“I am here for the kids, but I am no longer here for you”
Art often comes from a personal space; many express it freely but few are able to craft a vision from that idiosyncratic arena that can be both ensnaring and entertaining, while offering an intimate peek into the artist’s life. Father of Flies offers both.
The film tells an emotionally-driven story of a family – told chiefly through the eyes of brother and sister, Michael and Donna (Keaton Tetlow and Page Ruth, respectively) – struggling to deal with the forced removal of the mother (Sandra Andreis does a superb damaged damsel) out of the household and replaced with “the other woman” (played by the capable Camilla Rutherford), and the subsequent supernatural forces that invade their lives. Director Ben Charles-Edwards (Set the Thames on Fire & Will Nature Make a Man of Me Yet?) drew inspiration from his personal experiences as a child witnessing his own parents’ deteriorating relationship, which often featured misplaced blame, guilt and anger.
The horror elements lurk in its dense atmosphere, but unease emanates from the main character: a young, vulnerable Michael whose vivid imagination often finds him hearing or seeing things that may – or may not – be there; not to mention the lingering unease brought on by the familial conflict which further provokes his already anxious mind. Once his father, Richard (the late Nicholas Tucci, and to whom the film is dedicated) abruptly leaves for an important business trip, the stage is set for a glacial exploration into the psychological horror that haunts the inhabitants of the beautifully isolated home surrounded by bare trees and clear white snow.
An aspect of Father of Flies you immediately notice is the electric face massage mask that Coral wears (as seen above). She often wears it while staring into nothing – one brilliantly eerie scene has her slow-dancing by herself to The Cure’s “Lullaby” while looking out into the night-time darkness; the lyrics to the song provide a wry nod to the all-consuming dark forces coming to claim the family. Coral’s mask is just one of several metaphors peppered throughout the movie; Some are heavy-handed, and others are more deviously simple.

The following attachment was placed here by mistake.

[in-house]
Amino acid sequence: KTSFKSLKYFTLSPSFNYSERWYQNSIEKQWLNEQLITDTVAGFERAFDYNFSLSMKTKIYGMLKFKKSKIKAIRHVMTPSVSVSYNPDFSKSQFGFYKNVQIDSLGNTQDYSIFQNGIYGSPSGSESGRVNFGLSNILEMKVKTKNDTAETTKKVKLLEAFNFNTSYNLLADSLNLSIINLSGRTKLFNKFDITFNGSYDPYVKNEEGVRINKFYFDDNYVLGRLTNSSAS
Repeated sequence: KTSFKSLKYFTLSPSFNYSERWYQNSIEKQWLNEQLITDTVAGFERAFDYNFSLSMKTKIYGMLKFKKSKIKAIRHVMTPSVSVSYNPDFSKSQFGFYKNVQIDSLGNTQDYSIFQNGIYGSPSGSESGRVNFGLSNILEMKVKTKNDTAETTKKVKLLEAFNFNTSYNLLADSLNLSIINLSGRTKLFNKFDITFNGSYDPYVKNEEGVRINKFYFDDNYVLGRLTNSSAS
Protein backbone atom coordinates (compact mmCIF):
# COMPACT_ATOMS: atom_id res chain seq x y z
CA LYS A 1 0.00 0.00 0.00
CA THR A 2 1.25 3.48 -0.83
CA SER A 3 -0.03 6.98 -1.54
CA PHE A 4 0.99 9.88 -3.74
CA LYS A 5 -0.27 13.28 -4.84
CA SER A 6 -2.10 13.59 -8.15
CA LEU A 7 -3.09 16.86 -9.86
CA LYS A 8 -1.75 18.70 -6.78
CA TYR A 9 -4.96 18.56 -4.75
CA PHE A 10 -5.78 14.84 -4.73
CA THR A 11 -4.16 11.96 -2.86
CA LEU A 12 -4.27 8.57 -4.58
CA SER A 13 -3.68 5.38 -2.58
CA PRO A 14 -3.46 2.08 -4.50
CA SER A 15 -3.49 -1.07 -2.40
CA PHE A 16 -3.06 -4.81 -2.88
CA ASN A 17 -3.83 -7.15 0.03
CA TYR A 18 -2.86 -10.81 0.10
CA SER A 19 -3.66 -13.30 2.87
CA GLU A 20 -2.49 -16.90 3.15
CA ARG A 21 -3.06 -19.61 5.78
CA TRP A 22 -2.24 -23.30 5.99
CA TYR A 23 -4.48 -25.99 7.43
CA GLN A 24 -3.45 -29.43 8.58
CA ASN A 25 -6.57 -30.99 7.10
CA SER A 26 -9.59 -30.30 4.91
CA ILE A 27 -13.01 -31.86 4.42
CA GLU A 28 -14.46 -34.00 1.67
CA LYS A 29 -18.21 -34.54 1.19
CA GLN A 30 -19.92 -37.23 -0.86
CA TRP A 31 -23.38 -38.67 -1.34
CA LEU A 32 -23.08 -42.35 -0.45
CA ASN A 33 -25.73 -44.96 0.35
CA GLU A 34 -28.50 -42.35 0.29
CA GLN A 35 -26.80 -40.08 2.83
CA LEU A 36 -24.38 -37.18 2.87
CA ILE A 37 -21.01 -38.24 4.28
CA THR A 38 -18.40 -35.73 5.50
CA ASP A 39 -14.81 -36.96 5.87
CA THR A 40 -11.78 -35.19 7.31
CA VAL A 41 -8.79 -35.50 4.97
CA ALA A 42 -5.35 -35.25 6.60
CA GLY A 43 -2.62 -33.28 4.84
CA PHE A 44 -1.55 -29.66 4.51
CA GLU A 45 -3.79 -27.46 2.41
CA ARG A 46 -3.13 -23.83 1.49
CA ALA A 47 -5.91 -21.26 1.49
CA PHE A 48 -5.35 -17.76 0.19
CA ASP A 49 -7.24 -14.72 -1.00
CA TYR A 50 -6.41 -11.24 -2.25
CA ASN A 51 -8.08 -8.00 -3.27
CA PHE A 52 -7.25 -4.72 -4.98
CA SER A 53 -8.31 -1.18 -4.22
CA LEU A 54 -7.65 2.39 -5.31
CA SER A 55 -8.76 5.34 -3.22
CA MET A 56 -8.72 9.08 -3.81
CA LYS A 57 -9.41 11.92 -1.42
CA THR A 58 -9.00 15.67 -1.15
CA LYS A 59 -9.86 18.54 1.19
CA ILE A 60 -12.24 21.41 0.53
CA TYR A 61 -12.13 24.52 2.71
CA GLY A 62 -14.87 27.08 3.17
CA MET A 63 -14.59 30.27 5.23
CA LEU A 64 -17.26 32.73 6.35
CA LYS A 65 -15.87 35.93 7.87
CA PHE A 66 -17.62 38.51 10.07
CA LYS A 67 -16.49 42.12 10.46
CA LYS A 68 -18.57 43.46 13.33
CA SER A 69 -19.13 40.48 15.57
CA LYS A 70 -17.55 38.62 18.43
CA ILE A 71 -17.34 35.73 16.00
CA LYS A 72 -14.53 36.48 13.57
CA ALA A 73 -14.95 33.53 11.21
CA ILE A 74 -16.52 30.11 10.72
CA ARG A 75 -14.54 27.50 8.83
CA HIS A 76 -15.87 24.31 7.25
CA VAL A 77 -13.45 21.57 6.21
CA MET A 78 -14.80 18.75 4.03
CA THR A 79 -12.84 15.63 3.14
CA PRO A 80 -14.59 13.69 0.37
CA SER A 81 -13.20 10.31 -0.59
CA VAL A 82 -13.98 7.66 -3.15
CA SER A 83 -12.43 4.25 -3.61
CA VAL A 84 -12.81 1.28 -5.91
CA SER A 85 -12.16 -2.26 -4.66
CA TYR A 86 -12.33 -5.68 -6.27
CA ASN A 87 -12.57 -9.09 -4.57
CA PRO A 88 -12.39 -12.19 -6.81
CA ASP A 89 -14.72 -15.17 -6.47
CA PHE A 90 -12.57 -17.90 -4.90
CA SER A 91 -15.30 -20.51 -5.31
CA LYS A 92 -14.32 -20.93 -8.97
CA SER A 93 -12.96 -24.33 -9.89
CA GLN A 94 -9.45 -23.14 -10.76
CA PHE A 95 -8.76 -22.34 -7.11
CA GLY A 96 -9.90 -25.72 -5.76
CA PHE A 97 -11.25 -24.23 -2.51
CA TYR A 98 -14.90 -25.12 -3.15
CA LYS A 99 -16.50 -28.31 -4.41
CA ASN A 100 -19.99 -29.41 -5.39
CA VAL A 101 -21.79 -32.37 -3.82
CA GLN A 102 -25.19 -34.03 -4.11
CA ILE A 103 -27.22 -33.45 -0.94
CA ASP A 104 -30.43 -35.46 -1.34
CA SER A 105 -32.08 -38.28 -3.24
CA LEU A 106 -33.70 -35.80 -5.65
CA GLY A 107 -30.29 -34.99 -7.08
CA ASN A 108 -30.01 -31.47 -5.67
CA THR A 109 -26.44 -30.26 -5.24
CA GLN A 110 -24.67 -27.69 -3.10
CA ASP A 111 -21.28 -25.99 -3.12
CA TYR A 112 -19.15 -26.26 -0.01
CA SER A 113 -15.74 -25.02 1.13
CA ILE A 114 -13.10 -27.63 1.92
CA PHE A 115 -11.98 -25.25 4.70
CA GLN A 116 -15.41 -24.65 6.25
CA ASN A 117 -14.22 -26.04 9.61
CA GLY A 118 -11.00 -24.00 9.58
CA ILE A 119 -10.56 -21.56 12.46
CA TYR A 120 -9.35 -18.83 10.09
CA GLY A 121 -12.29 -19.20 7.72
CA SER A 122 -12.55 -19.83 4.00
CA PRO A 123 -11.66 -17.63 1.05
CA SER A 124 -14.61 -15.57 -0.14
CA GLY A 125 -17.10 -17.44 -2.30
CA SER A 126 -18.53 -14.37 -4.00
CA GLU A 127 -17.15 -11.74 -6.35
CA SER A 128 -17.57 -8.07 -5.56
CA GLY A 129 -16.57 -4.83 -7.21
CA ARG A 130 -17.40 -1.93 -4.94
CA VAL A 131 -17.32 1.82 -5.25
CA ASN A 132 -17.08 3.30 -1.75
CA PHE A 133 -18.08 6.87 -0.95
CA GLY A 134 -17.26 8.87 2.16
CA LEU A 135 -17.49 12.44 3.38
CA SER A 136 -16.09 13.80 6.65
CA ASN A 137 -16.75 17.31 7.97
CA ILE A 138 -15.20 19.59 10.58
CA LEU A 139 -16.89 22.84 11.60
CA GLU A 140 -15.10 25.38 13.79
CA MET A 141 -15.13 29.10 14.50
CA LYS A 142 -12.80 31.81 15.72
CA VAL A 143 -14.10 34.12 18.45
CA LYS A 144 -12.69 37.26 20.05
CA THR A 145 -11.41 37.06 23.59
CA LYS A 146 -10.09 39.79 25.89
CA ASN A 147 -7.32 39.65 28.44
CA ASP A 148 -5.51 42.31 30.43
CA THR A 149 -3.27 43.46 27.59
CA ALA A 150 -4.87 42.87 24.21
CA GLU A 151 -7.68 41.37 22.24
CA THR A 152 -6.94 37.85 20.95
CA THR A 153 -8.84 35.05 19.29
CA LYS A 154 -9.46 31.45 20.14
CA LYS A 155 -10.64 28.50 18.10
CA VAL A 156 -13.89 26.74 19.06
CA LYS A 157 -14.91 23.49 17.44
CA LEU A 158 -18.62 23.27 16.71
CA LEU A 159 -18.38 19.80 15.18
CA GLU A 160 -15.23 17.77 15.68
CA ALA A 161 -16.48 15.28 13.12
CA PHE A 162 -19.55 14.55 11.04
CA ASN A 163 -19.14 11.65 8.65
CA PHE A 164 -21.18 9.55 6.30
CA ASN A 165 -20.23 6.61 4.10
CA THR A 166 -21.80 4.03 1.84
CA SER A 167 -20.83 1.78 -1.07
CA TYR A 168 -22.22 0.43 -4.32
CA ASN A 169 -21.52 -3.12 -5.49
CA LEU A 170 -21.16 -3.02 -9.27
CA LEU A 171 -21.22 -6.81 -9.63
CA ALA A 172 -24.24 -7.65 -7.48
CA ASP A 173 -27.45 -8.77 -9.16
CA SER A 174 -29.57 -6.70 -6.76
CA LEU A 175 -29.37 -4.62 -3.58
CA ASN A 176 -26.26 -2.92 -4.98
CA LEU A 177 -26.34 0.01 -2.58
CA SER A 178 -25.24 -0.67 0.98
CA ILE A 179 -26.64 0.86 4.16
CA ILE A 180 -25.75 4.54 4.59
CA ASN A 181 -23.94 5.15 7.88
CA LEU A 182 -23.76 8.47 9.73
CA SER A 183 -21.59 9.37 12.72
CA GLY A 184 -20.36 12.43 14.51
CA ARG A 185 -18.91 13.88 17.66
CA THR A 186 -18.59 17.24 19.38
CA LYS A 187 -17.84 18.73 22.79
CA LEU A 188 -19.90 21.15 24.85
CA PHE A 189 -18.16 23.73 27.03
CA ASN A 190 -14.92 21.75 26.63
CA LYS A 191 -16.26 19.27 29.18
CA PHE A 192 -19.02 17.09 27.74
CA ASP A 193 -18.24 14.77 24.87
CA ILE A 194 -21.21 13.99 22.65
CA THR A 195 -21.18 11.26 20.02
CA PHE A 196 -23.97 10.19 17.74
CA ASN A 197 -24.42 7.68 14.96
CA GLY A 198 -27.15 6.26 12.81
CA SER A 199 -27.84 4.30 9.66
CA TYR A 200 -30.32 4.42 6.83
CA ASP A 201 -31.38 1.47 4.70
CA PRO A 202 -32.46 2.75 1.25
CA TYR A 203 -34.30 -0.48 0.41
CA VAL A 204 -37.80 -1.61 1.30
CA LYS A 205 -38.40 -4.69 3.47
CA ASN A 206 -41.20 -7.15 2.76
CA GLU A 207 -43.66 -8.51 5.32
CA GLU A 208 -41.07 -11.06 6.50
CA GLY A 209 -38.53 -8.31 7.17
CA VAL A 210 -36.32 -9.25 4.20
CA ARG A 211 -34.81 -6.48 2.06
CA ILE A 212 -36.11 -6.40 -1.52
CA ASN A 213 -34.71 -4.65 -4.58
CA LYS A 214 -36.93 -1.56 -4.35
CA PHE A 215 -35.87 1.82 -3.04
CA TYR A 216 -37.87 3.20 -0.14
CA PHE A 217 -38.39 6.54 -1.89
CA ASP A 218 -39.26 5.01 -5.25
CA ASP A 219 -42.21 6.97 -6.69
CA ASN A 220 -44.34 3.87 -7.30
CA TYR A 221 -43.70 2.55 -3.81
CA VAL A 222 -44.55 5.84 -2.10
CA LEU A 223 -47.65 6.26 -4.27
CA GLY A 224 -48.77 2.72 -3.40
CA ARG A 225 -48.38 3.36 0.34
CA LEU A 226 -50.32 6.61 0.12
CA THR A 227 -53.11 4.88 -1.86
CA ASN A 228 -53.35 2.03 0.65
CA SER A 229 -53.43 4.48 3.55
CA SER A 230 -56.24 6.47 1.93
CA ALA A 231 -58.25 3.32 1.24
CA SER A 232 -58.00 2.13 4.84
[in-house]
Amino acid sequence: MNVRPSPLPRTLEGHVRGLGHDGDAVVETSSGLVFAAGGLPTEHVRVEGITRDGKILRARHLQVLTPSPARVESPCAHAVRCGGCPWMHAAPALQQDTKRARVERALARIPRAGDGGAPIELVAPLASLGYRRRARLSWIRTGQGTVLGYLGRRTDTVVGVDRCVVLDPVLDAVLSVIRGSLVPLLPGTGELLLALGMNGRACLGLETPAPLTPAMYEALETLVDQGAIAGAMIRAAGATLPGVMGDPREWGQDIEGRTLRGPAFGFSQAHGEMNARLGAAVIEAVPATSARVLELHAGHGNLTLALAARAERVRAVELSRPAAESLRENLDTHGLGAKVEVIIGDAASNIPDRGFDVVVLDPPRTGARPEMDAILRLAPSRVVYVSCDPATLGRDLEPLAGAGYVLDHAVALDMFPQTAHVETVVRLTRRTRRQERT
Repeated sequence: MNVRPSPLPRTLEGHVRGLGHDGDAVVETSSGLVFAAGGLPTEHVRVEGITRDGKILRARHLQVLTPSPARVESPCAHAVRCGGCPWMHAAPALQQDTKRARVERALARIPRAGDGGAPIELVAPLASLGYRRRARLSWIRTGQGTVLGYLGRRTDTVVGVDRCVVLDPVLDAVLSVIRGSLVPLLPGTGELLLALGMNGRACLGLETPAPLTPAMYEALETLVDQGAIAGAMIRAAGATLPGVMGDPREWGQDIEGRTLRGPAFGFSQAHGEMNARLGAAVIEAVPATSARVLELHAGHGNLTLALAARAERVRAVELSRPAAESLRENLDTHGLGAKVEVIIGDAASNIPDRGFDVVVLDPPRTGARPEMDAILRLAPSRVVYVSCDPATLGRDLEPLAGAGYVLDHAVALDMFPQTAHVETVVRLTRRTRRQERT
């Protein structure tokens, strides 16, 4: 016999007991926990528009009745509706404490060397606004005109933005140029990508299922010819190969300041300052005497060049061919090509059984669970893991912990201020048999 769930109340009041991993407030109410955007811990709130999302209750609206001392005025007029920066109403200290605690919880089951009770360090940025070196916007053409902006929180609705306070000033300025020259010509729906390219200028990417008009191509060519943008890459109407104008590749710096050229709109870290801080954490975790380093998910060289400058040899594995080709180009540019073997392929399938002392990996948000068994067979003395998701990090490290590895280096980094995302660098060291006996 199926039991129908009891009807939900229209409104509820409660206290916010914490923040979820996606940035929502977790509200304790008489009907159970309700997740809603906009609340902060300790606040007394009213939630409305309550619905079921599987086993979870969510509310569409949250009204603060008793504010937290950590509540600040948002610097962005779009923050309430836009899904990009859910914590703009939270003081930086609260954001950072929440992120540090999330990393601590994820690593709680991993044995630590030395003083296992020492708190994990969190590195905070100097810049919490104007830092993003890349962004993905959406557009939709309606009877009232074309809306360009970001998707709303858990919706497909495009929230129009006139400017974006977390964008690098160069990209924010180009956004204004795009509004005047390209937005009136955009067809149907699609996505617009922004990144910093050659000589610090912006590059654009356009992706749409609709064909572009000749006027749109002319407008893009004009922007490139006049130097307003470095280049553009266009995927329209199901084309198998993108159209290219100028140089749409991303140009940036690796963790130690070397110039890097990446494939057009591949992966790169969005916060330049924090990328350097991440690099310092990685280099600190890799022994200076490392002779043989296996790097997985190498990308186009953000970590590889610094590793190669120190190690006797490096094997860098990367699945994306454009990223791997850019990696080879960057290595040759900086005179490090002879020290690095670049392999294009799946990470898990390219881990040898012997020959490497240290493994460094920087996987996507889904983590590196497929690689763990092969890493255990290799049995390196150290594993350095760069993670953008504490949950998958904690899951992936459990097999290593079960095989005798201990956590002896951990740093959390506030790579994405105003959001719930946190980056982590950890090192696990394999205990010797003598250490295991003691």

The unusual spookiness is matched by the sparse music and sound design accompanying the film, emphasising the loneliness that each character exudes without saying a word, never being overbearing but being just subtle enough to nudge your emotions in the desired direction. Yes, the music still swells with the jump scares – which are thankfully spaced out well enough to not become stale.
If you’re eagle-eyed, you will spot the twist well before it happens; As for the big reveal itself, you’ll immediately know what originally inspired it the moment it happens. What precedes the third act will leave you somewhat confused if you weren’t paying attention, but the loose ends are eventually tied up.
One nit-pick has to go to the under-usage of Colleen Heidemann, who plays the scene-stealing Mrs Start. The white-haired, solitary neighbour strongly comes off as the witch in the woods – Richard even cracks a joke about broomsticks early on – but this is never expanded upon. Her stage presence provided much-welcomed warmth and kindness into the film.
Father of Flies delivers what you hope for in an indie film and more, especially with one particularly effective misdirection scare in Michael’s room. The film’s tension barely lets up and you’re forever locked into a “wait for it” mindset until the big pay-off in the end. There are scenes that could have enjoyed more dialogue and despite a minor wobble in its final act, it still manages to guide the audience to its heart-wrenching conclusion, leaving you to twiddle your thoughts as the credits roll.
The film is expected to see a general UK release in 2022.